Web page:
Being overweight stresses the insides of individual cells. Specifically, overeating stresses the membranous network inside of cells called endoplasmic reticulum (ER). When the ER has more nutrients to process than it can handle, it sends out an alarm signal telling the cell to dampen down the insulin receptors on the cell surface. This translates to insulin resistance and to persistently high concentrations of the sugar glucose in the blood - one of the clear indicators of diabetes.

To prevent obesity, cut sugar and refined carbs from your diet as the resulting rise in blood sugar stimulates the pancreas to produce higher levels of insulin.

Over time, this can lead to progressively higher blood sugar and insulin levels, until the condition eventually turns into type 2 diabetes.

It is also a good idea to work out regularly, avoid a sedentary lifestyle and remain adequately hydrated.

Exercise increases the insulin sensitivity of your cells. So when you exercise, less insulin is required to keep your blood sugar levels under control. Quitting smoking is also a massive factor in diabetes reduction, as is a low-carb diet which will mean your insulin levels won’t rise much after you eat. You should also think about watching portion sizes and increase fibre and vitamin D intake.

How to reduce your risk of heart attack and stroke

Certain factors can increase your risk, such as smoking, kidney disease or a family history of early heart disease. Knowing your risk factors can help you and your health care team decide on the best treatment plan for you. Many risk factors can be improved with lifestyle changes.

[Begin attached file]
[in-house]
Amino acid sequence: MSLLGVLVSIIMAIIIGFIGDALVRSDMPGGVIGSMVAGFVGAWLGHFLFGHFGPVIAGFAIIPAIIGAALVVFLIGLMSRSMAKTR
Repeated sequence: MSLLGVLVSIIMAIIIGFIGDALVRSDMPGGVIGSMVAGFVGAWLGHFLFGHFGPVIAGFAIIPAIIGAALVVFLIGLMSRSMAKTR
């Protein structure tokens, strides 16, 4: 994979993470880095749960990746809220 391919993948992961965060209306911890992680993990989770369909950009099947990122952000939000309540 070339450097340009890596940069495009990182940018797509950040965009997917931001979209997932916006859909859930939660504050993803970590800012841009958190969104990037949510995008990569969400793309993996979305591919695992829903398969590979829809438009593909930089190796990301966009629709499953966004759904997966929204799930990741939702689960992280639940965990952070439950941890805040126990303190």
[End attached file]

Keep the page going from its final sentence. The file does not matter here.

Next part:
Again, eating a healthy diet full of fruit and vegetables is key, as is reducing refined crabs and processed meats. Being more physically active, watching your weight, ditching the cigarettes and managing conditions such as high blood pressure (hypertension) and high cholesterol are also important. Minimising stress, getting enough sleep and looking after your mental health are also important factors to consider.

If you have a health condition, your doctor may prescribe statins or other medications to help control cholesterol, blood sugar and blood pressure. Take all medications as directed. But don’t take aspirin as a preventive measure unless your doctor tells you to. If you’ve never had a heart attack or stroke, a daily aspirin may not help you at all and could cause problems including risk of bleeding. If you’ve had a heart attack or stroke, your doctor may want you to take a low dose of aspirin to reduce your risk of having another.

The bottom line?

Healthy living is the best way to delay or avoid many heart and brain diseases. Take charge of your health and create healthy habits you can sustain each day in order to mitigate against heart disease and stroke.